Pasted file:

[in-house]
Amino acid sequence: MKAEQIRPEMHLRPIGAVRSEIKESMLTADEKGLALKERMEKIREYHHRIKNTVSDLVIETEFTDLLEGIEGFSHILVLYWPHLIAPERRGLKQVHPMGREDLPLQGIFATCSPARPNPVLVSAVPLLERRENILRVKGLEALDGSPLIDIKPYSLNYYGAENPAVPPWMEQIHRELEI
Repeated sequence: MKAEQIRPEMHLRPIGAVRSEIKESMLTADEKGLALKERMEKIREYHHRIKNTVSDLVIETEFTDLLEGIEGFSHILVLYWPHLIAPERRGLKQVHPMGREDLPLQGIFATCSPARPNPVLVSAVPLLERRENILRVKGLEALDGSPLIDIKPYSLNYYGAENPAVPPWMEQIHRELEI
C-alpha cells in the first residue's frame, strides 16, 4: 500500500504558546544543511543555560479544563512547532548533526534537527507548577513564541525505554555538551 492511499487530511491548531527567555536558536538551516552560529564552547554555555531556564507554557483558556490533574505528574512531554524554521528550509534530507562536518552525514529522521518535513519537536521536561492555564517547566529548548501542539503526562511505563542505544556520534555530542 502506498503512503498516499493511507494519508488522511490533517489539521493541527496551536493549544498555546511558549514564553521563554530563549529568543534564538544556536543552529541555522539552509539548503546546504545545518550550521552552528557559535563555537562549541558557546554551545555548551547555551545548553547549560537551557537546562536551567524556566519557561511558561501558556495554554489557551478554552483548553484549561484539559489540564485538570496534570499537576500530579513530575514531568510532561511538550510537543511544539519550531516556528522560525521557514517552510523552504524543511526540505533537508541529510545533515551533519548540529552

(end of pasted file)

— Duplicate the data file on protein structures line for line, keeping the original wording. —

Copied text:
[in-house]
Amino acid sequence: MKAEQIRPEMHLRPIGAVRSEIKESMLTADEKGLALKERMEKIREYHHRIKNTVSDLVIETEFTDLLEGIEGFSHILVLYWPHLIAPERRGLKQVHPMGREDLPLQGIFATCSPARPNPVLVSAVPLLERRENILRVKGLEALDGSPLIDIKPYSLNYYGAENPAVPPWMEQIHRELEI
Repeated sequence: MKAEQIRPEMHLRPIGAVRSEIKESMLTADEKGLALKERMEKIREYHHRIKNTVSDLVIETEFTDLLEGIEGFSHILVLYWPHLIAPERRGLKQVHPMGREDLPLQGIFATCSPARPNPVLVSAVPLLERRENILRVKGLEALDGSPLIDIKPYSLNYYGAENPAVPPWMEQIHRELEI
C-alpha cells in the first residue's frame, strides 16, 4: 500500500504558546544543511543555560479544563512547532548533526534537527507548577513564541525505554555538551 492511499487530511491548531527567555536558536538551516552560529564552547554555555531556564507554557483558556490533574505528574512531554524554521528550509534530507562536518552525514529522521518535513519537536521536561492555564517547566529548548501542539503526562511505563542505544556520534555530542 502506498503512503498516499493511507494519508488522511490533517489539521493541527496551536493549544498555546511558549514564553521563554530563549529568543534564538544556536543552529541555522539552509539548503546546504545545518550550521552552528557559535563555537562549541558557546554551545555548551547555551545548553547549560537551557537546562536551567524556566519557561511558561501558556495554554489557551478554552483548553484549561484539559489540564485538570496534570499537576500530579513530575514531568510532561511538550510537543511544539519550531516556528522560525521557514517552510523552504524543511526540505533537508541529510545533515551533519548540529552